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Rational Choice and Political Power$
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Keith Dowding

Print publication date: 2019

Print ISBN-13: 9781529206333

Published to Policy Press Scholarship Online: January 2020

DOI: 10.1332/policypress/9781529206333.001.0001

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PRINTED FROM POLICY PRESS SCHOLARSHIP ONLINE (www.policypress.universitypressscholarship.com). (c) Copyright Policy Press, 2021. All Rights Reserved. An individual user may print out a PDF of a single chapter of a monograph in PPSO for personal use.date: 19 September 2021

Political Power and Bargaining Theory

Political Power and Bargaining Theory

Chapter:
(p.47) 4 Political Power and Bargaining Theory
Source:
Rational Choice and Political Power
Author(s):

Keith Dowding

Publisher:
Policy Press
DOI:10.1332/policypress/9781529206333.003.0004

The chapter opens with some distinctions made in the study of power and semi-formally defines ‘outcome’ and ‘social’ or ‘power to’ and ‘power over’ showing the latter is a subset of the former. It argues both are legitimate ways of examining power. It argues that whilst ‘social power’ is often our concern, especially when discussing issues of freedom, domination and inequality we need to start by considering outcome power. Understanding why people can fail in their aims even when others are not acting against them – failure in their outcome power – is necessary for to understand the scope of social power. The chapter then examines the relationship between outcome power and freedom and discussesMorriss’s distinction between ability and ableness. Power is a dispositional concept and the ability that people have need to be distinguished from their exercise of their powers. It argues that if we only look at abilities we could eliminate the term power from our language since all we would need to is to look at their capacities or resources, but we also need to examine the way that agents change others incentives to act. The chapter introduces the formal aspects of the power index approach and through that discussion distinguishes power and luck. It then introduces bargaining power, formally distinguishes threats and offers and explains Harsanyi’s bargaining model of power and the extra element of reputation. It then discusses the relationship of luck and group power introducing the notion of systematic luck. It then concludes by discussing how we can study power in society.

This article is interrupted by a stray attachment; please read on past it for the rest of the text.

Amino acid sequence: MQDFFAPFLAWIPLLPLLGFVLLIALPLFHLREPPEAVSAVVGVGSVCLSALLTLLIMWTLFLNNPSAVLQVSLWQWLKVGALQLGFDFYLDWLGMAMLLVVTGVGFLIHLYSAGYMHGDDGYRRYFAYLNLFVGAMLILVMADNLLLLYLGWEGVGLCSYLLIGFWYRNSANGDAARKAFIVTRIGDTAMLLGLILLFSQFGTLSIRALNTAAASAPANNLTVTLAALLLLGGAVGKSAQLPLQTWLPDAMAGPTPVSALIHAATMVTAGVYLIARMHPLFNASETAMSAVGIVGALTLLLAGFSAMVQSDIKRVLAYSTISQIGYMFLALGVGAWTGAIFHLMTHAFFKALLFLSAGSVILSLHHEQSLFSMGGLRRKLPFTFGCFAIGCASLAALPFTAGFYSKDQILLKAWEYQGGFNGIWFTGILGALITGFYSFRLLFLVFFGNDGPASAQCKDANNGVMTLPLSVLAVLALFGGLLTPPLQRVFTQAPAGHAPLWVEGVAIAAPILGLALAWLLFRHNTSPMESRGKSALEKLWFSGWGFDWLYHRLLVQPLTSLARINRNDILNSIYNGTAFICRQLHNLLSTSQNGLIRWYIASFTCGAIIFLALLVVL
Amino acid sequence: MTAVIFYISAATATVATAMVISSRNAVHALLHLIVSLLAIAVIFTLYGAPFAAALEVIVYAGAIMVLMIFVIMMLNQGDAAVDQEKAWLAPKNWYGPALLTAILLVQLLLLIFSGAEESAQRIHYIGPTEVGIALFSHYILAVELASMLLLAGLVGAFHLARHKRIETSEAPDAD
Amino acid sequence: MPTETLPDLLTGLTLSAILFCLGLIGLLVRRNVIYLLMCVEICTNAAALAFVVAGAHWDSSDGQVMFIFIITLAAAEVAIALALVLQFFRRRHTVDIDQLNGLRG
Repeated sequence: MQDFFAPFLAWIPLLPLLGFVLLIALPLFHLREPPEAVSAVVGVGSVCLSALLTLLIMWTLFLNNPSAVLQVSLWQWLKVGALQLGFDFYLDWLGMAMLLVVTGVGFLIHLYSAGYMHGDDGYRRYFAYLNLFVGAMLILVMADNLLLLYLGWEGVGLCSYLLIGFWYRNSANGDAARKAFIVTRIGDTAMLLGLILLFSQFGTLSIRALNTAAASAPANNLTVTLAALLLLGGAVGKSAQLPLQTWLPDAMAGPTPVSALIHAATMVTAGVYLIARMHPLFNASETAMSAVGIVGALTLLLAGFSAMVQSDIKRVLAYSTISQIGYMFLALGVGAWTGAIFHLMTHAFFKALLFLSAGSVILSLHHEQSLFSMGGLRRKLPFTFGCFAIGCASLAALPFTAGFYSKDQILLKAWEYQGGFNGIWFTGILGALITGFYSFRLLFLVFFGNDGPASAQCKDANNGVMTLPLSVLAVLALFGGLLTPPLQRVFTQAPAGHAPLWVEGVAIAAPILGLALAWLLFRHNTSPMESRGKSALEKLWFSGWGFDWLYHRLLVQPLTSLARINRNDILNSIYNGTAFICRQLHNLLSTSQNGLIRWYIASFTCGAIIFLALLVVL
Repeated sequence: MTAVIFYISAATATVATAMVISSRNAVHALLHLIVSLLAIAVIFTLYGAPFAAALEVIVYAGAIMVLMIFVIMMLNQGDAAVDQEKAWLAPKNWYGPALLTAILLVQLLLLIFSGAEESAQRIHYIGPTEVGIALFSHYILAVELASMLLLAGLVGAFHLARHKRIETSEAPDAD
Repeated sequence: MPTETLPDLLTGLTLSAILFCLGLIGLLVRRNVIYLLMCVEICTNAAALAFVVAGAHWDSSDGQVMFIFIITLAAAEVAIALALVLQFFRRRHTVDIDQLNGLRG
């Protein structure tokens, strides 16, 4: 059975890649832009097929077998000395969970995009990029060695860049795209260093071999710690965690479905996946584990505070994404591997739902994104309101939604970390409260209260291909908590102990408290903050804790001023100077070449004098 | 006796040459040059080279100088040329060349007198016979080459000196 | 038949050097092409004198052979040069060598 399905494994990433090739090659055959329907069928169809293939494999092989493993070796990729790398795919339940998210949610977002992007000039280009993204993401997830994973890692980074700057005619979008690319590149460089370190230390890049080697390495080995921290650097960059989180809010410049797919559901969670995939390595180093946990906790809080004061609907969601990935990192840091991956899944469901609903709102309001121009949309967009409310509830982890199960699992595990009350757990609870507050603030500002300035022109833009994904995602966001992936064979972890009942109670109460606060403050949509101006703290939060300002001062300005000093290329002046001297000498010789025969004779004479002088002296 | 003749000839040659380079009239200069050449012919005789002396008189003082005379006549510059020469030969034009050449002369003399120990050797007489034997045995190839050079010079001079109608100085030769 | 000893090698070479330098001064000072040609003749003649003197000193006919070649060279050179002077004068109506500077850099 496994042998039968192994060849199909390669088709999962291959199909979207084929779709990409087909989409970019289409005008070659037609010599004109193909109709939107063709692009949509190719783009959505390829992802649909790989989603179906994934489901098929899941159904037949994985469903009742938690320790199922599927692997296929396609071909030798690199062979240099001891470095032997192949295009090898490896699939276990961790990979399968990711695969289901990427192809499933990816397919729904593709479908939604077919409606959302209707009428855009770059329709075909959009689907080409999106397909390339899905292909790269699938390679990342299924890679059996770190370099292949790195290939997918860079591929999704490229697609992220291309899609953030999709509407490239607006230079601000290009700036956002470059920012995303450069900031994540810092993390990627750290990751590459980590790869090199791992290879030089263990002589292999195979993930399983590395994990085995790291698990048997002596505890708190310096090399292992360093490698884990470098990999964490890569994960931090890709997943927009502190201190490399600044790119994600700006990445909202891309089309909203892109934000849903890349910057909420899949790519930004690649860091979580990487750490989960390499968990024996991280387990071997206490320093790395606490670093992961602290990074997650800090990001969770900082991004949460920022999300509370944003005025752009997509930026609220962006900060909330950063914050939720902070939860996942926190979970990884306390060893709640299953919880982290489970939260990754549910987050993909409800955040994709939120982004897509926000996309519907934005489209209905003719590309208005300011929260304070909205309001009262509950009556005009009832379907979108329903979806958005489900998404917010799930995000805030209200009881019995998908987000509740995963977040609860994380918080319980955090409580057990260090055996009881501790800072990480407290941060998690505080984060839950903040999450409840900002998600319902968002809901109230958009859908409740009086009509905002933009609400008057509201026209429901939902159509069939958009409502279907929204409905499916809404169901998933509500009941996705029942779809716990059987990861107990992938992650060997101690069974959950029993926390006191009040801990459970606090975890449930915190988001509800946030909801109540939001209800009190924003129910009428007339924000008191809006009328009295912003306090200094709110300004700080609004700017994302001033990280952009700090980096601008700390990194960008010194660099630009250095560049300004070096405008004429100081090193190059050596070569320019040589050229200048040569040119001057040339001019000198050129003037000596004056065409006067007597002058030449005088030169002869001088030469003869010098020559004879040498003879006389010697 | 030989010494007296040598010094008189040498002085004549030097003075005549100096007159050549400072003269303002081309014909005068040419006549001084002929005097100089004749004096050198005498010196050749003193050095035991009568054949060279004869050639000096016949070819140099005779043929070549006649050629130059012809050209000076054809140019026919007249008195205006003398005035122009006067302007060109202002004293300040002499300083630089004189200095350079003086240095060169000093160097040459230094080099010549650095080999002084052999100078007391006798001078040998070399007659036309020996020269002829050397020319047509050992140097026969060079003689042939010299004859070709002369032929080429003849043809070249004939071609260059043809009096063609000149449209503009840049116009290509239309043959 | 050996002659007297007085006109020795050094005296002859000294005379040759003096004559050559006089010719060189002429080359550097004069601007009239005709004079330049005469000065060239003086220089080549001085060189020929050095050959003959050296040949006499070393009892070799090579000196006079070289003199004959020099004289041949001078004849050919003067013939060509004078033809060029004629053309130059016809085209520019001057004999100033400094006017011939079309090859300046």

Keywords:   ability, ableness, Harsanyi model of power, power indices, luck

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